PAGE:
BOZEMAN – A passive solar wall installed atop Montana State University’s new Jabs Hall could pay for itself in 10 years, reduce the amount of energy used to heat the building and provide valuable data to research engineers.
Installation of the solar wall, completed on Monday, is one of many sustainable technologies being used to reduce the building’s energy use and carbon footprint. Jabs Hall, which was made possible by a $25 million donation from MSU alumni Jake Jabs, is under construction and scheduled to open in the summer of 2015. It will be the new home of the Jake Jabs College of Business and Entrepreneurship.
The solar wall, which makes up the south-facing side of the building’s mechanical penthouse, will preheat fresh air coming into the building thereby reducing the amount of energy needed to heat the building.
“It’s simple, cost effective and will bring down the overall energy costs for Jabs Hall,” said Dan Stevenson, assistant director of MSU Facility Services. “And that is why it is a technology that is likely to be incorporated into almost every new building we see on campus. We replace the building’s skin with something that has energy performance built into it.”
The solar wall includes sensors that a research team from MSU’s College of Engineering will use to study how well the technology performs.
Kevin Amende, assistant professor of mechanical engineering technology, said the data his lab collects will be an asset to engineers and architects on future projects. Having the ability to monitor the way fresh air warmed with solar energy affects the building’s heating, ventilation and air conditioning systems will also be a great tool for teaching future engineers studying in MSU’s HVAC Lab, Amende added.
The research project, which is being launched by mechanical engineering technology junior Ben Listowich of Kingfield, Maine, will combine data collected from a weather station atop Jabs Hall with data collected from sensors at various points within the solar wall. By also tracking the building’s HVAC system, Amende said the study should offer a pretty good picture of how the technology is performing within three or four years.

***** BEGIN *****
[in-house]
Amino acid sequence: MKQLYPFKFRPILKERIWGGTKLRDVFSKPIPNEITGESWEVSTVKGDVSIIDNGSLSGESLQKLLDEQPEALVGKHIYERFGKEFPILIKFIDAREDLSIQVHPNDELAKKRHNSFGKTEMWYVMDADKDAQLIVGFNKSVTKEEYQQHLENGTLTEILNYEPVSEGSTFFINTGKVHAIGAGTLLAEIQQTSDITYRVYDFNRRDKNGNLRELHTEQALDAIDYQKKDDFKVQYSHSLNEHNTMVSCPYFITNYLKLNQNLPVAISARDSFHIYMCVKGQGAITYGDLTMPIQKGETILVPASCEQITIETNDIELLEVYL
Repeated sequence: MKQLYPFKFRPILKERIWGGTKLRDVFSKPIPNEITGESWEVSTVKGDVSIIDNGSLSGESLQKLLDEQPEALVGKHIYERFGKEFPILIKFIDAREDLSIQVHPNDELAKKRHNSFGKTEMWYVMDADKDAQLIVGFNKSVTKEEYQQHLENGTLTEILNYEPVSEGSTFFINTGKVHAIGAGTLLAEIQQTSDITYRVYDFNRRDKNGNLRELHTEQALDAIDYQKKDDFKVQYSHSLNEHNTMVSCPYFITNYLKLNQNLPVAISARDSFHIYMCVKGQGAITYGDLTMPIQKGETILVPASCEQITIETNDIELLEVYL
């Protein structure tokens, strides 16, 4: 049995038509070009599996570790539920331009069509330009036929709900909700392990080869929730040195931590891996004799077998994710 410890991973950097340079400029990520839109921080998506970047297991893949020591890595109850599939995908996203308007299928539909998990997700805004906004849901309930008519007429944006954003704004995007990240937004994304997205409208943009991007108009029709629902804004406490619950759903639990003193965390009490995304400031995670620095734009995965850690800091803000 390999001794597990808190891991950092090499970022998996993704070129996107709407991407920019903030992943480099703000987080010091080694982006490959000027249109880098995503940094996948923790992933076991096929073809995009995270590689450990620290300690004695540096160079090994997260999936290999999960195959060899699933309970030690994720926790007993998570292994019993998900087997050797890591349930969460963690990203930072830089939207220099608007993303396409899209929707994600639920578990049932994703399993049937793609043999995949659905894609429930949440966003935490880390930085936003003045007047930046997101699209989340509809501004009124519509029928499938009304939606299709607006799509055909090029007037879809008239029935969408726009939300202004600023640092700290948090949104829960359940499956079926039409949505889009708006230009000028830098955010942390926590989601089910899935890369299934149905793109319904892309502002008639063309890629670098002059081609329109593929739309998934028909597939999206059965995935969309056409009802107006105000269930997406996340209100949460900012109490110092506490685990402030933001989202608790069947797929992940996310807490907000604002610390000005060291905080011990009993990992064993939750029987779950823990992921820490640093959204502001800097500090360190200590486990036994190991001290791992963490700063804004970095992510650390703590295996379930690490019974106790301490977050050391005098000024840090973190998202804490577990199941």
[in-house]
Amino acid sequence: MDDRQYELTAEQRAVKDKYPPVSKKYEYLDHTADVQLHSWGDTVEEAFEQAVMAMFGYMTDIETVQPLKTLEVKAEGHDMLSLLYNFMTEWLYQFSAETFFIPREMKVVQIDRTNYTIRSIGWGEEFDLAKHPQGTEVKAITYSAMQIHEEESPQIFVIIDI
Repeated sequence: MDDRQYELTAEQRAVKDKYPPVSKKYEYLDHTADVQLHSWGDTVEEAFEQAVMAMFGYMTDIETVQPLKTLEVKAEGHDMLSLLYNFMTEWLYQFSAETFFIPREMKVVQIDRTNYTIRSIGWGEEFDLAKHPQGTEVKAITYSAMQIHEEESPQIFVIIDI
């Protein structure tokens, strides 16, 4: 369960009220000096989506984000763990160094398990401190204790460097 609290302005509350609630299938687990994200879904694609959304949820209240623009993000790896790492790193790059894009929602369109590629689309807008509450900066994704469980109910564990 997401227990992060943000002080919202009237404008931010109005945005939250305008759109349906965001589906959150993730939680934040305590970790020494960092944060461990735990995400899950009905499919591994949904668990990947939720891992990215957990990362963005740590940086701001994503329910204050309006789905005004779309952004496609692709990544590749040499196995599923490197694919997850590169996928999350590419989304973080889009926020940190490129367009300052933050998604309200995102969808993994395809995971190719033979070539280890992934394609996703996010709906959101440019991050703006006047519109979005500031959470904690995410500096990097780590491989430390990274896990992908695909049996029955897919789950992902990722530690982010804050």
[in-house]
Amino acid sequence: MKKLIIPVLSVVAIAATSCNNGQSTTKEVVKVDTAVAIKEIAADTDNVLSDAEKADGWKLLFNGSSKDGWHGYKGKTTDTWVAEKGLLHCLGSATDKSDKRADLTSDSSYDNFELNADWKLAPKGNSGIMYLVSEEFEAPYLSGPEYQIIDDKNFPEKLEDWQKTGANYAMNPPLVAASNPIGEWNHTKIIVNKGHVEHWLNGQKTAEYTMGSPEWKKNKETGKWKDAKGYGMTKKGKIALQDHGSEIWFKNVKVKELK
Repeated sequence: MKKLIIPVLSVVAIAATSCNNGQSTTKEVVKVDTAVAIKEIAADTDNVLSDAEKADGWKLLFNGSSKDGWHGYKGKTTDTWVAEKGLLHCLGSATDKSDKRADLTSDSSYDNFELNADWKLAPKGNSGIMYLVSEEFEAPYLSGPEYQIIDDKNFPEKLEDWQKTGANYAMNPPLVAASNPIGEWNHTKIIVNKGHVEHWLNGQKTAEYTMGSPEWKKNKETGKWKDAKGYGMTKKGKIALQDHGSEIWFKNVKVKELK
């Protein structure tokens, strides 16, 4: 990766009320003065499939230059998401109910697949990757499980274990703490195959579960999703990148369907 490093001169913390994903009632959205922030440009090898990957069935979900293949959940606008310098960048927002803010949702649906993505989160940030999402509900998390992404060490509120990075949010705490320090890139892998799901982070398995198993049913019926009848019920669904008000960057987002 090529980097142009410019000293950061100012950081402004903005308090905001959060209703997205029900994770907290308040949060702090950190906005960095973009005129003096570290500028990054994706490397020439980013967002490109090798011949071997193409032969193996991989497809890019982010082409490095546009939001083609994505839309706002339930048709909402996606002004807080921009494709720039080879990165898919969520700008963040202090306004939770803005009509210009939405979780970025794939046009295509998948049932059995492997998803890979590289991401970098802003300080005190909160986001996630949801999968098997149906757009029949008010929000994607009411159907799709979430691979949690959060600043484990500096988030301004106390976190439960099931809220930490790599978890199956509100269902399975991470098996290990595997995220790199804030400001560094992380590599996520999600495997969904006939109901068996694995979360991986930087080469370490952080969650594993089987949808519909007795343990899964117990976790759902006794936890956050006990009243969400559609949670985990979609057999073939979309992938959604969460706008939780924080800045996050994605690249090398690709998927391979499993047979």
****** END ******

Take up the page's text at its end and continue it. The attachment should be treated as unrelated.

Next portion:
“If we can show empirically that we can heat up the in-take air by 10 degrees, that will corroborate that the use of this technology can deliver real energy savings,” Amende said. “Best of all, we’ll have students working out real-world problems with what we are learning from the solar wall data.”
“When I joined (the HVAC lab) as an undergraduate researcher, I definitely didn’t expect to be working on a project this large,” Listowich said. “I expected to be testing air handlers in the lab. Instead, I’m testing a system that could have a big impact on how buildings’ energy systems are designed at MSU.”
The use of passive solar, as well as ground-source heating and cooling from a series of nearby wells, helps the new building fall into line with MSU’s strategic goals for advancing sustainability on campus, Stevenson said. Sustainability at Jabs Hall comes from looking for common-sense solutions, Stevenson added. For example, the building’s south-facing orientation will combine with abundant state-of-the-art windows and smart lighting technology to reduce energy demand during daylight hours.
Erik Renna, a 2002 grad from MSU’s College of Engineering who is now a mechanical engineer with Morrison-Maierle, said Jabs Hall should earn a LEED Gold certification for its environmentally friendly design. Morrison-Maierle is the mechanical engineering consultant for the Jabs Hall project.
“I think we are on track for gold, although we won’t know the final certification level until Jabs Hall is complete,” Renna said. “While the project mandate was for LEED Silver, we wanted to show that we could exceed that.”
Contact: Dan Stevenson (406) 994-5470, email@example.com, or Kevin Amende, (406) 994-6304, firstname.lastname@example.org.